Birdwhistell, A.D. (1989) Transition to Neo-Confucianism, Stanford, CA: Stanford University Press.
(An intellectual historical account of Shao Yong and his thought with philosophical sensibility.)
Black, A.H. (1989) Man and Nature in the Philosophical Thought of Wang Fu-chih, Seattle, WA: University of Washington Press.
(An intellectual historical account of Wang Fuzhi and his thought.)
Chan Wing-tsit (1963) A Source Book in Chinese Philosophy, Princeton, NJ: Princeton University Press.
(Selective translations and brief introductions of most of the major neo-Confucian thinkers.)
Chan Wing-tsit (1963) Instructions for Practical Living and Other Neo-Confucian Writings by Wang Yang-ming, New York: Columbia University Press.
(A translation of Wang’s most important works.)
Chan Wing-tsit (1986) Chu Hsi and Neo-Confucianism, Honolulu, HI: University of Hawaii Press.
(An anthology of essays on Zhu Xi and his thought. Note in particular Graham’s contribution.)
Elman, B. (1984) From Philosophy to Philology, Cambridge, MA: Harvard University Press.
(An insightful historical account of the cultural and institutional context of Qing Dynasty Confucians.)
Ewell, J.W., Jr (1990) Reinventing the Way: Dai Zhen’s Evidential Commentary on the Meanings of Terms in Mencius (1777), Ph.D. dissertation, University of California at Berkeley.
(The best translation of Dai Zhen’s most important work; includes a long introduction.)
Gardner, D.K. (1990) Learning to be a Sage: Selections from the Conversations of Master Chu, Arranged Topically, Berkeley, CA: University of California Press.
(Translation with commentary of selections from Zhu Xi’s works.)
Graham, A.C. (1992) Two Chinese Philosophers, La Salle, IL: Open Court.
(The best study available on the Cheng brothers, containing many translated passages. Philosophically astute though it does not demonstrate a full appreciation of the role played by Buddhist and Daoist philosophy).
Huang Siu-chi (1977) Lu Hsiang-shan: A Twelfth Century Chinese Idealist Philosopher, Westport, CT: Hyperion Press.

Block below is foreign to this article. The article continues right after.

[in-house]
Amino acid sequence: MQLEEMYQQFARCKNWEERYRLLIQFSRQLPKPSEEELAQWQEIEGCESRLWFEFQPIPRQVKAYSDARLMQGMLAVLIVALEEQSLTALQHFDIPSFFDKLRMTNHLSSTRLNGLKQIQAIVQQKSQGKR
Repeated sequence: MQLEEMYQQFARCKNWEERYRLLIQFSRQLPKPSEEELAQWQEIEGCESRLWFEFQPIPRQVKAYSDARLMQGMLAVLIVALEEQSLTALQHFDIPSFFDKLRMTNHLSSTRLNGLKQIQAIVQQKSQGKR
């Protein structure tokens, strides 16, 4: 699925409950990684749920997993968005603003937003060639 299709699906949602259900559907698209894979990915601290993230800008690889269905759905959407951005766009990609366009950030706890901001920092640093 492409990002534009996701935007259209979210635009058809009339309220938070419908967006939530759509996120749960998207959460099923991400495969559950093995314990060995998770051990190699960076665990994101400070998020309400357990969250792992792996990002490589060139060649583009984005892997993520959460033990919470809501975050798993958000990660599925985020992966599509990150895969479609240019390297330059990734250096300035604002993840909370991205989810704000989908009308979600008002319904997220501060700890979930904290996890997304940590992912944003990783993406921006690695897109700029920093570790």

(A brief and quite dated study of Lu Xiangshan’s thought. Still useful.)
Ivanhoe, P.J. (1990) Ethics in the Confucian Tradition: The Thought of Mencius and Wang Yang-ming, Atlanta, GA: Scholars Press.
(A comparative study that seeks to provide a philosophical introduction to the thought of both Mencius and Wang which illustrates the contrasts as well as the continuities between them.)
Ivanhoe, P.J. (1993) Confucian Moral Self-cultivation, Frankfurt: Peter Lang.
(A study of the origin and development of this characteristically Chinese philosophical concern in the Confucian tradition. Chapters 4–6 are devoted to Zhu Xi, Wang Yangming and Dai Zhen.)
Kasoff, I.E. (1984) The Thought of Chang Tsai (1020–1077), Cambridge: Cambridge University Press.
(A sinological study of Zhang Zai.)
Metzger, T.A. (1977) Escape From Predicament, New York: Columbia University Press.
(An insightful study of neo-Confucianism. One of the few works that shows the proper appreciation of their metaphysical commitments and the relationship of these to their ethical views.)
Nivison, D.S. (1973) ‘Moral Decision in Wang Yang-ming: The Problem of Chinese “existentialism”’ Philosophy East and West
(A very helpful study demonstrating that there are at best thin similarities between Wang and Western existentialists.)
Tu Weiming (1976) Neo-Confucian Thought in Action: Wang Yang-Ming’s Youth (1472–1509), Berkeley, CA: University of California Press.
(A detailed historical study of Wang Yangming’s early life and his struggle to attain sagehood.)